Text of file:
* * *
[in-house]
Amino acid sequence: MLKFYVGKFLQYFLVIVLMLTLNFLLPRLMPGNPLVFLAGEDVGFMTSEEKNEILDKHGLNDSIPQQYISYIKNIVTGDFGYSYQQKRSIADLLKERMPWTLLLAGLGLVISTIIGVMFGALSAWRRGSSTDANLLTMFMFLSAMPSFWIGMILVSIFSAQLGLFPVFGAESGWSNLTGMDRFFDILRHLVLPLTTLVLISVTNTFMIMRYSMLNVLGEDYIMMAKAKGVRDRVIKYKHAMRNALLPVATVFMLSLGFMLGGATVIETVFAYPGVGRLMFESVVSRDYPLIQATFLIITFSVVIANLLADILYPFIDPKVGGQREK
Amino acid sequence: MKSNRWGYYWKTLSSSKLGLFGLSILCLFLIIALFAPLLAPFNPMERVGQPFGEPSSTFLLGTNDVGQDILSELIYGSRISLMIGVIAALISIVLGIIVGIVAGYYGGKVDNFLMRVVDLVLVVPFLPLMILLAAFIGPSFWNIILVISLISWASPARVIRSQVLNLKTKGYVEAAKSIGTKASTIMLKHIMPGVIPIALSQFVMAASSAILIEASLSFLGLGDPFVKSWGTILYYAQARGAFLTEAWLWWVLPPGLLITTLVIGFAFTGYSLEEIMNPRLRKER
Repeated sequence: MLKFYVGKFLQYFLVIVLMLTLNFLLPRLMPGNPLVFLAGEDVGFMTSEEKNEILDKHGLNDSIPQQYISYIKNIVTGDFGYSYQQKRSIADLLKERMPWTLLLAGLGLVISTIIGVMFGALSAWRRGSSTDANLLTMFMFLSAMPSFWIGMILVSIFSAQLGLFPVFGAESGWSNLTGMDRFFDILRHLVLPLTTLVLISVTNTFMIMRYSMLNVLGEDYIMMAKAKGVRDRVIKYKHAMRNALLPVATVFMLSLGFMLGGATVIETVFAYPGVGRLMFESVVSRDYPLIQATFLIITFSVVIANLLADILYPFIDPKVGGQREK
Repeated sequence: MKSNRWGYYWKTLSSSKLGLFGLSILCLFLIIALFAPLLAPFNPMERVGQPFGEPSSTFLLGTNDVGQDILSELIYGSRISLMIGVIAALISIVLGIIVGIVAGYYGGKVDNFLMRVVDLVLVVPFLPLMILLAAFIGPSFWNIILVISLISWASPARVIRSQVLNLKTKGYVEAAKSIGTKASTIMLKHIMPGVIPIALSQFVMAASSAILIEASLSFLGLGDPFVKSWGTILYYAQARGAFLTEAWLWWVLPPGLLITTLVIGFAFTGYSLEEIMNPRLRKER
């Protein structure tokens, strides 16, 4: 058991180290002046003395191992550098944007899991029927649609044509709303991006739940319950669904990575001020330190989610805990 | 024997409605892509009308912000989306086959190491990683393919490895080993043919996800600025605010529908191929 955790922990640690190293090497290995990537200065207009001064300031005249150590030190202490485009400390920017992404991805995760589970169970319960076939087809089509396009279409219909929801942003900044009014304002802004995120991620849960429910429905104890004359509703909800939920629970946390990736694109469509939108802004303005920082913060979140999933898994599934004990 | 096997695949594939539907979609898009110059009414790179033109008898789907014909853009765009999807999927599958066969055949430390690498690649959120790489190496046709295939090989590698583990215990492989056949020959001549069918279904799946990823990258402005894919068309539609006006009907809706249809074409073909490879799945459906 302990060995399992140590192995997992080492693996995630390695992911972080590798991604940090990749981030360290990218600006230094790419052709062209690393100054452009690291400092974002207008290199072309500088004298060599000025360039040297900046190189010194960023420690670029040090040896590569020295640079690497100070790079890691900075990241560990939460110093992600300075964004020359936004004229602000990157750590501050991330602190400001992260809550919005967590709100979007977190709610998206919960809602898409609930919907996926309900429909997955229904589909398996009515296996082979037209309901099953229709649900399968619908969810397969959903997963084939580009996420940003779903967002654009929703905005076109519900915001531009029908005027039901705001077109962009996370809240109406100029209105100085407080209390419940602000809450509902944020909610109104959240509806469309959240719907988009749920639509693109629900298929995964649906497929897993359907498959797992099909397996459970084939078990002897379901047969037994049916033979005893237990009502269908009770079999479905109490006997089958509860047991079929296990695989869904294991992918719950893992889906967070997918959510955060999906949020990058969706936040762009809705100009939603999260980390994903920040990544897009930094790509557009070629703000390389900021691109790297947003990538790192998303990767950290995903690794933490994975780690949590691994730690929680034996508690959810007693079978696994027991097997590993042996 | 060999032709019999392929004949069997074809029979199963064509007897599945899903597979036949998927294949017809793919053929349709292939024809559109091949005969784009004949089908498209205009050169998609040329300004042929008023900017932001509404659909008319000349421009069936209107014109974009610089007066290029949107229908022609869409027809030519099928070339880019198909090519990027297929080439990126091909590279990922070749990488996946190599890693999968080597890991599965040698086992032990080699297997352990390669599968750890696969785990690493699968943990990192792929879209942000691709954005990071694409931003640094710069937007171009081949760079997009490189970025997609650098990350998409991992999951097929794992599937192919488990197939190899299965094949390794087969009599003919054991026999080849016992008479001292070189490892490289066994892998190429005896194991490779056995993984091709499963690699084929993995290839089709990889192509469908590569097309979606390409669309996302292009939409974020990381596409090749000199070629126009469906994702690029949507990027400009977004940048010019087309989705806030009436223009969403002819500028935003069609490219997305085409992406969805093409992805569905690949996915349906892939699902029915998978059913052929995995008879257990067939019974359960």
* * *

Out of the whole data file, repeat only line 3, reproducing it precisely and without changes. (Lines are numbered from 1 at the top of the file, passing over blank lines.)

Amino acid sequence: MKSNRWGYYWKTLSSSKLGLFGLSILCLFLIIALFAPLLAPFNPMERVGQPFGEPSSTFLLGTNDVGQDILSELIYGSRISLMIGVIAALISIVLGIIVGIVAGYYGGKVDNFLMRVVDLVLVVPFLPLMILLAAFIGPSFWNIILVISLISWASPARVIRSQVLNLKTKGYVEAAKSIGTKASTIMLKHIMPGVIPIALSQFVMAASSAILIEASLSFLGLGDPFVKSWGTILYYAQARGAFLTEAWLWWVLPPGLLITTLVIGFAFTGYSLEEIMNPRLRKER